Moreover, throughout the book, Duxbury seems to go to extreme lengths in supporting his main argument regarding the patterns of US jurisprudence and in challenging existing views on other issues. This is most obvious in relation to the realists - proto- and otherwise. For example, Duxbury was so concerned to show that various influential antiformalist statements of the protorealists were taken out of context that he himself ignores other evidence of their antiformalism.
Where, for example, was Holmes's "Bad Man"? In any case, the fact that these proto-realists were formalist as well as antiformalist does not make their antiformalist opinions any less radical. The description of the main ideas of the realists is even more misleading. Llewellyn's later, more sophisticated ideas on adjudication and law's function are ignored. Jerome Frank's still unduly neglected fact-scepticism is given equal billing with some of his more bizarre, yet unimportant, ideas, such as his argument that the formalist's desire for legal certainty echoes a child's desire for a father figure. Duxbury seems almost more concerned with pointing out that Frank was guilty of formalism and similar childish thought-ways than with assessing the importance of Frank's ideas on adjudication and fact-finding.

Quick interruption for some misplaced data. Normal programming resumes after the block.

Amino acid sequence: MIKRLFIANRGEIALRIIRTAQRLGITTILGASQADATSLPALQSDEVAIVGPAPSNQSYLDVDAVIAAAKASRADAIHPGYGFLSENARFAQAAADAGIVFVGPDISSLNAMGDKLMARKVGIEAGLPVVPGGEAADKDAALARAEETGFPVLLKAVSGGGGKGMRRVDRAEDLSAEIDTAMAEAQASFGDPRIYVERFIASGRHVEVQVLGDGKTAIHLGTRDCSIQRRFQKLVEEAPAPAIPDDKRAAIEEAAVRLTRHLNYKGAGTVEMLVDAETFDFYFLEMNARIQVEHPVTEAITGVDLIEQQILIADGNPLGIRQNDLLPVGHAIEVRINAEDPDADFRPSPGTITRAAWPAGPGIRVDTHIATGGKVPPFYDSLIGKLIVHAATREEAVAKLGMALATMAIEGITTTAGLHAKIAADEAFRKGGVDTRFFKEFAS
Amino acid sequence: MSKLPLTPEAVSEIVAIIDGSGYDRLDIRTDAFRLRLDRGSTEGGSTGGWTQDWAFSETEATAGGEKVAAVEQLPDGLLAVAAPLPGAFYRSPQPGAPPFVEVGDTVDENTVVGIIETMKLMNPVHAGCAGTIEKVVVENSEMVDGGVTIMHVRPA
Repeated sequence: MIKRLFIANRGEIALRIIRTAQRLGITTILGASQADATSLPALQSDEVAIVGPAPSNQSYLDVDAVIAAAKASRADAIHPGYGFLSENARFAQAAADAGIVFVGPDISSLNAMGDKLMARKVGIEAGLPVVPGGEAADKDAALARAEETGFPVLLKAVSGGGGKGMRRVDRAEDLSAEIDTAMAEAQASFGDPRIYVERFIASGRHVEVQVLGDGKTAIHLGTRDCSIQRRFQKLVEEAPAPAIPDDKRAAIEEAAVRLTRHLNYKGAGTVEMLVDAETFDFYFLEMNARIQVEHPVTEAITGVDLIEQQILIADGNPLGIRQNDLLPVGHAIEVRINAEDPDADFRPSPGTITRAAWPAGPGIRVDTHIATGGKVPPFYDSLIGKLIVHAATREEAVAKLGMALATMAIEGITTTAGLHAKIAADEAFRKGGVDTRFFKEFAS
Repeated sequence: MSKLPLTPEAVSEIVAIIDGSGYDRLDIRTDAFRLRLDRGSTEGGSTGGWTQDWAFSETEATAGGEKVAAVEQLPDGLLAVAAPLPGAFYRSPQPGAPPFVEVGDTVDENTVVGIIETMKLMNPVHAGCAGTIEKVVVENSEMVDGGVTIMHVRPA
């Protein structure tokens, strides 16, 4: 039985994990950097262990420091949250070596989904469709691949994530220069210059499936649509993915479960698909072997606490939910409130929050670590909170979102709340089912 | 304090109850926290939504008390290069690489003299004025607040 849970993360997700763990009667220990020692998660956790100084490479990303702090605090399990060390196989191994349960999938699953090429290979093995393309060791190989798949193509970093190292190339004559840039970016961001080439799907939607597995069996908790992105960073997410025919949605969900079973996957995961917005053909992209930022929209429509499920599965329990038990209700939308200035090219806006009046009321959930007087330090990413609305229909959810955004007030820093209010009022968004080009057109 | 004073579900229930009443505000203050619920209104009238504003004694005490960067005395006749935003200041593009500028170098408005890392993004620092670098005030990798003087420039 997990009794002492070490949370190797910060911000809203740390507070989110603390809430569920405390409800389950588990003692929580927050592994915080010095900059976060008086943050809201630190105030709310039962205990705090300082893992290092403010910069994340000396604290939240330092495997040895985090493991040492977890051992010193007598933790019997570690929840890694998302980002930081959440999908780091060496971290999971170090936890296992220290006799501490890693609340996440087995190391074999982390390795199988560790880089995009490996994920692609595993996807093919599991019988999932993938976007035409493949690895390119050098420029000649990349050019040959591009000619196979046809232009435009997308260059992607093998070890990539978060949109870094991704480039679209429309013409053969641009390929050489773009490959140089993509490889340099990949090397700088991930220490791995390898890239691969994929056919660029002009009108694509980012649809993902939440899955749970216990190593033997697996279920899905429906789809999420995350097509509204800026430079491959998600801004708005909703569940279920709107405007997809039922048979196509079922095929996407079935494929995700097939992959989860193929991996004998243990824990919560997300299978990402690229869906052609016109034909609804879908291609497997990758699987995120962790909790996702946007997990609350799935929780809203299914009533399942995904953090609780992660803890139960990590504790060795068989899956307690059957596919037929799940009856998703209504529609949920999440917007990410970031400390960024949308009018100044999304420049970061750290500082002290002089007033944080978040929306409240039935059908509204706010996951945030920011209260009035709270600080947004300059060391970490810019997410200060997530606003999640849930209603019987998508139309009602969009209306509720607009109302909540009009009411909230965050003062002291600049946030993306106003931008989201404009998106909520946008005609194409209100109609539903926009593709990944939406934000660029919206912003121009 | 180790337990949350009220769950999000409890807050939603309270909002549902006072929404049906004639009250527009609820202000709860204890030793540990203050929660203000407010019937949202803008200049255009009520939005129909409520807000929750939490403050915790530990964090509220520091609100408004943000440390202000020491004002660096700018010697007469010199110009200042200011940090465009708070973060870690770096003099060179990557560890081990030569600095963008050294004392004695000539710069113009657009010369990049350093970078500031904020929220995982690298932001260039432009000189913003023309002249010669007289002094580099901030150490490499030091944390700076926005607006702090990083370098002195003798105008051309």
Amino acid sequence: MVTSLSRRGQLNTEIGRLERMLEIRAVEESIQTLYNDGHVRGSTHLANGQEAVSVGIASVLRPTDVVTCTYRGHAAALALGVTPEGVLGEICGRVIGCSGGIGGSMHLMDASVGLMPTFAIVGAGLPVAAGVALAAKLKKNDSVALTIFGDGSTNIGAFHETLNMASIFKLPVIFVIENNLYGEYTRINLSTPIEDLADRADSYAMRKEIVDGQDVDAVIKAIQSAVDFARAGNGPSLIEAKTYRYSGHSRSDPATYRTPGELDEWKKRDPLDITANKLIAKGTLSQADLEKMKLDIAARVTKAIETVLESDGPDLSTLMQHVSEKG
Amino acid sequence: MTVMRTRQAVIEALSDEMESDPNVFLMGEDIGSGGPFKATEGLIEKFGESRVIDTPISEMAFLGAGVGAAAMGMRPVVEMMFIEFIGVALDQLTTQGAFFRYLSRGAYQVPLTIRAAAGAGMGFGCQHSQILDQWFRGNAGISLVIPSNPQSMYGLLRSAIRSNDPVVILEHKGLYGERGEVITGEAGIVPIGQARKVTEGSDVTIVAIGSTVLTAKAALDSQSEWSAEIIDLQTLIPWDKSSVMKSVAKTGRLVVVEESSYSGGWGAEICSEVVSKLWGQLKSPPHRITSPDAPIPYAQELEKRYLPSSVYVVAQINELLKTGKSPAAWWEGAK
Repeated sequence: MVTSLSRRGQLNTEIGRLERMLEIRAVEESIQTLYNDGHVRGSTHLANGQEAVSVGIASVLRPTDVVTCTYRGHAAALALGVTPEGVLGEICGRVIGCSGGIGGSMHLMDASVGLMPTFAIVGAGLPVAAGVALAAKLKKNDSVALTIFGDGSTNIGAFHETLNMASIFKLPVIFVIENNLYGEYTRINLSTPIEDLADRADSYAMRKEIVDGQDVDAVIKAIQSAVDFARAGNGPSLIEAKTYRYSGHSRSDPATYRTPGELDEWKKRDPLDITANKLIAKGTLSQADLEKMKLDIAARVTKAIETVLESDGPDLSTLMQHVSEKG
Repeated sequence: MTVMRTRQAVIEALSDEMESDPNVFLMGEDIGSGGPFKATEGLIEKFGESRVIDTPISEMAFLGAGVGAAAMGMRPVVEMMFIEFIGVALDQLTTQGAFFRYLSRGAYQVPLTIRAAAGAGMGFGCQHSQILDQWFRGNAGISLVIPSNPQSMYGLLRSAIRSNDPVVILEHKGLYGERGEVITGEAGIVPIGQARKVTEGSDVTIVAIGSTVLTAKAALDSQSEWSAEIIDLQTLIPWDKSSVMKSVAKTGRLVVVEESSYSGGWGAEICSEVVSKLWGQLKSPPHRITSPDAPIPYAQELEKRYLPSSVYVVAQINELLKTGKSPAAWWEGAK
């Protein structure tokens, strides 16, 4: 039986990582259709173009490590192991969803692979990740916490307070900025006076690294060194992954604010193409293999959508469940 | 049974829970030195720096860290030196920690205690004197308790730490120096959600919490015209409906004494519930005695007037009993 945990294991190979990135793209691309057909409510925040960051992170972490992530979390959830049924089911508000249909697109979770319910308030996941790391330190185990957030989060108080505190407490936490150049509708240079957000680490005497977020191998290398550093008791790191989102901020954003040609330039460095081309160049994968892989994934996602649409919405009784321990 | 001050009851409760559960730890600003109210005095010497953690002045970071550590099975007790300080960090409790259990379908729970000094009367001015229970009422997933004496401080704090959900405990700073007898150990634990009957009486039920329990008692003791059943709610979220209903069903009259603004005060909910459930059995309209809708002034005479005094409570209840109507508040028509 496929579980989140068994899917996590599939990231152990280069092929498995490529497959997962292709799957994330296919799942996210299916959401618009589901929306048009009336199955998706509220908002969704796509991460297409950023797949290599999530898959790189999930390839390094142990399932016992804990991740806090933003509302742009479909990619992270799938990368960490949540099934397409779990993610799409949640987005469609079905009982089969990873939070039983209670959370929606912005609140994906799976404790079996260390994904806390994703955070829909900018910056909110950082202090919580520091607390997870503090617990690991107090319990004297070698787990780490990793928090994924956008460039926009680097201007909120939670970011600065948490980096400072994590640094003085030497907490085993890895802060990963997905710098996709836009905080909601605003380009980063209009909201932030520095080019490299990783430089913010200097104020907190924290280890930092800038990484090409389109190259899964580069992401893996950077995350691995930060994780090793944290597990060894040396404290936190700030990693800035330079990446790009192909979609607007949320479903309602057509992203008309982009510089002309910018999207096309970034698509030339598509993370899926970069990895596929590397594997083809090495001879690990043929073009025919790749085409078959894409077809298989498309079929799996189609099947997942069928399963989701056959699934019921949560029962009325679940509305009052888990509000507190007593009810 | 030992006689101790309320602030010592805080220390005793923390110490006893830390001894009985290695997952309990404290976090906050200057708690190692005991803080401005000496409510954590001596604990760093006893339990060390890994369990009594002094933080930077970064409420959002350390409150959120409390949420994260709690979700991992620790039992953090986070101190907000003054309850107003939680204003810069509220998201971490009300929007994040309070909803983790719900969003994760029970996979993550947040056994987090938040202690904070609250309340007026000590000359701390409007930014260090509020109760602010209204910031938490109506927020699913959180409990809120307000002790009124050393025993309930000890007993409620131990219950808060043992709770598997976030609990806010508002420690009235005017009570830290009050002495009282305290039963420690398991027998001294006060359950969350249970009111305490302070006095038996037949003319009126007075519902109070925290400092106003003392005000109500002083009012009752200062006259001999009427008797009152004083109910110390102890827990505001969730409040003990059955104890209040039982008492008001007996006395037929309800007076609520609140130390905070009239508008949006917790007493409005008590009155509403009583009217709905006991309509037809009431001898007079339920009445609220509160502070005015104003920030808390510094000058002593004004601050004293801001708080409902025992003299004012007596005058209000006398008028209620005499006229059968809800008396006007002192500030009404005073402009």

Ultimately, one wonders whether it was worth expending so much energy in challenging the characterisation of US jurisprudence in terms of pendulum swings between formalism and realism. It is unlikely that intellectual development in any country or any discipline is going to be so neatly characterisable, yet in very broad terms the pendulum idea is not misleading, except perhaps in the case of law and economics which seems to lie outside the formalism/realism dichotomy.
Nevertheless the book will be of much interest and use to those already familiar with US jurisprudence. Its encyclopedic coverage make it essential reading for those requiring more information than that found in traditional textbooks.
Donald Nicolson is lecturer in law, University of Bristol.
Patterns of American Jurisprudence
Author - Neil Duxbury
ISBN - 0 19 825850 X
Publisher - Clarendon Press, Oxford
Price - £40.00
Pages - 520